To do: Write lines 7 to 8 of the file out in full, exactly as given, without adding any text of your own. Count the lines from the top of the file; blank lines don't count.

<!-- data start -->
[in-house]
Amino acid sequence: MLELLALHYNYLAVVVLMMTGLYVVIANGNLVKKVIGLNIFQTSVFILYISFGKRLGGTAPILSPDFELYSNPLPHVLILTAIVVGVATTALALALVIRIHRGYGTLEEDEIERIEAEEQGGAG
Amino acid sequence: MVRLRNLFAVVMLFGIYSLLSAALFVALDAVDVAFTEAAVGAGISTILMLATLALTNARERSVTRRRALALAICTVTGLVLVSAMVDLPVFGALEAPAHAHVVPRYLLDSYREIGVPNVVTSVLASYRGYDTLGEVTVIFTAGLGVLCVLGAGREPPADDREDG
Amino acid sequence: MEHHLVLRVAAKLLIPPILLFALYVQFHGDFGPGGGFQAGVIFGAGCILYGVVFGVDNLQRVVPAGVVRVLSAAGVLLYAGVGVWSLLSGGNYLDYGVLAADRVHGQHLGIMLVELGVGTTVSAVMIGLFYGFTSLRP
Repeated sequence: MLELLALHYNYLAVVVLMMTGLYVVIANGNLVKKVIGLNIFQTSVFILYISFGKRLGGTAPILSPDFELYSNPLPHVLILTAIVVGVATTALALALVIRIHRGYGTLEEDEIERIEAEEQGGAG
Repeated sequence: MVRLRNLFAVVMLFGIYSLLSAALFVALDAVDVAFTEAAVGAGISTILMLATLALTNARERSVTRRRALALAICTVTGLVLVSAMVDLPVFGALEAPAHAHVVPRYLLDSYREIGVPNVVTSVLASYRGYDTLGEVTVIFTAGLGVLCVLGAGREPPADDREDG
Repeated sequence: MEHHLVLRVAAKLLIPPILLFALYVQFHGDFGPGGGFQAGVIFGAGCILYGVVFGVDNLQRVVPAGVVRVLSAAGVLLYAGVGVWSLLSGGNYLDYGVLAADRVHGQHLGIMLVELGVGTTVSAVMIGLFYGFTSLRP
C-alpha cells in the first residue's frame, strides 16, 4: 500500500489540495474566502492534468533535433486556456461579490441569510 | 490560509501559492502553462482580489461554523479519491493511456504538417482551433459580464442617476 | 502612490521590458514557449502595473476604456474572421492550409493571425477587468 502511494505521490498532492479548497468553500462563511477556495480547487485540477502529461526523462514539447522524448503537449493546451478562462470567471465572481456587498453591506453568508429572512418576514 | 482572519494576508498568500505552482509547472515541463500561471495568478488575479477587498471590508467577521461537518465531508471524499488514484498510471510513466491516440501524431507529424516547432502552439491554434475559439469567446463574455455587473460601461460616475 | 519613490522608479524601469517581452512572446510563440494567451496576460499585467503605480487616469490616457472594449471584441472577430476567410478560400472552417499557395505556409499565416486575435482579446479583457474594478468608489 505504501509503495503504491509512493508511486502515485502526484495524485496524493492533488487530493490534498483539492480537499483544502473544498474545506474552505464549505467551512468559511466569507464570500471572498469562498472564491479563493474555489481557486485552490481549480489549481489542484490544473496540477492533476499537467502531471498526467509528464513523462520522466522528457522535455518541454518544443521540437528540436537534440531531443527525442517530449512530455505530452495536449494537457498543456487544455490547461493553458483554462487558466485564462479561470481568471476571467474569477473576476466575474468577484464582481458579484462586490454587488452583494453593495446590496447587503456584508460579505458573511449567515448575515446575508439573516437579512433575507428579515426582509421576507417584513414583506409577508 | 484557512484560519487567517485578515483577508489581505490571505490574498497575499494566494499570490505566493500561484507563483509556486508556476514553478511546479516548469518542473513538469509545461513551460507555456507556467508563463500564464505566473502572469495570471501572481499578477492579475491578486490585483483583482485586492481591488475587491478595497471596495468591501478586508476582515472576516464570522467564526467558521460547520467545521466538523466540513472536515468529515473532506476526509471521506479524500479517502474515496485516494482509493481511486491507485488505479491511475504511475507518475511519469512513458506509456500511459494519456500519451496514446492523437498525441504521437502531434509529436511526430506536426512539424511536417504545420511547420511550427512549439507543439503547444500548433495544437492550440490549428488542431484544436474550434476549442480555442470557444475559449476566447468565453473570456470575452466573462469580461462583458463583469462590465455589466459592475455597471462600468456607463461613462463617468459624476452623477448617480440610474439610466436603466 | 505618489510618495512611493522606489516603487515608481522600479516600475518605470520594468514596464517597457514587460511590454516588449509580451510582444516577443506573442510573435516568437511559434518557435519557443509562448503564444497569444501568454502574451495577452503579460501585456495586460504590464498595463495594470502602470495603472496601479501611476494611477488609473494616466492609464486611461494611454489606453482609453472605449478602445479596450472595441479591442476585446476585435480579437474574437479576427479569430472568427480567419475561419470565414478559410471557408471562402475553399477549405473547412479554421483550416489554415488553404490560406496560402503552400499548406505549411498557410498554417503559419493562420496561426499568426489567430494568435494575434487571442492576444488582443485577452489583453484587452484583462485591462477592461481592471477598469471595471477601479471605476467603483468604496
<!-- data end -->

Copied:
Repeated sequence: MEHHLVLRVAAKLLIPPILLFALYVQFHGDFGPGGGFQAGVIFGAGCILYGVVFGVDNLQRVVPAGVVRVLSAAGVLLYAGVGVWSLLSGGNYLDYGVLAADRVHGQHLGIMLVELGVGTTVSAVMIGLFYGFTSLRP
C-alpha cells in the first residue's frame, strides 16, 4: 500500500489540495474566502492534468533535433486556456461579490441569510 | 490560509501559492502553462482580489461554523479519491493511456504538417482551433459580464442617476 | 502612490521590458514557449502595473476604456474572421492550409493571425477587468 502511494505521490498532492479548497468553500462563511477556495480547487485540477502529461526523462514539447522524448503537449493546451478562462470567471465572481456587498453591506453568508429572512418576514 | 482572519494576508498568500505552482509547472515541463500561471495568478488575479477587498471590508467577521461537518465531508471524499488514484498510471510513466491516440501524431507529424516547432502552439491554434475559439469567446463574455455587473460601461460616475 | 519613490522608479524601469517581452512572446510563440494567451496576460499585467503605480487616469490616457472594449471584441472577430476567410478560400472552417499557395505556409499565416486575435482579446479583457474594478468608489 505504501509503495503504491509512493508511486502515485502526484495524485496524493492533488487530493490534498483539492480537499483544502473544498474545506474552505464549505467551512468559511466569507464570500471572498469562498472564491479563493474555489481557486485552490481549480489549481489542484490544473496540477492533476499537467502531471498526467509528464513523462520522466522528457522535455518541454518544443521540437528540436537534440531531443527525442517530449512530455505530452495536449494537457498543456487544455490547461493553458483554462487558466485564462479561470481568471476571467474569477473576476466575474468577484464582481458579484462586490454587488452583494453593495446590496447587503456584508460579505458573511449567515448575515446575508439573516437579512433575507428579515426582509421576507417584513414583506409577508 | 484557512484560519487567517485578515483577508489581505490571505490574498497575499494566494499570490505566493500561484507563483509556486508556476514553478511546479516548469518542473513538469509545461513551460507555456507556467508563463500564464505566473502572469495570471501572481499578477492579475491578486490585483483583482485586492481591488475587491478595497471596495468591501478586508476582515472576516464570522467564526467558521460547520467545521466538523466540513472536515468529515473532506476526509471521506479524500479517502474515496485516494482509493481511486491507485488505479491511475504511475507518475511519469512513458506509456500511459494519456500519451496514446492523437498525441504521437502531434509529436511526430506536426512539424511536417504545420511547420511550427512549439507543439503547444500548433495544437492550440490549428488542431484544436474550434476549442480555442470557444475559449476566447468565453473570456470575452466573462469580461462583458463583469462590465455589466459592475455597471462600468456607463461613462463617468459624476452623477448617480440610474439610466436603466 | 505618489510618495512611493522606489516603487515608481522600479516600475518605470520594468514596464517597457514587460511590454516588449509580451510582444516577443506573442510573435516568437511559434518557435519557443509562448503564444497569444501568454502574451495577452503579460501585456495586460504590464498595463495594470502602470495603472496601479501611476494611477488609473494616466492609464486611461494611454489606453482609453472605449478602445479596450472595441479591442476585446476585435480579437474574437479576427479569430472568427480567419475561419470565414478559410471557408471562402475553399477549405473547412479554421483550416489554415488553404490560406496560402503552400499548406505549411498557410498554417503559419493562420496561426499568426489567430494568435494575434487571442492576444488582443485577452489583453484587452484583462485591462477592461481592471477598469471595471477601479471605476467603483468604496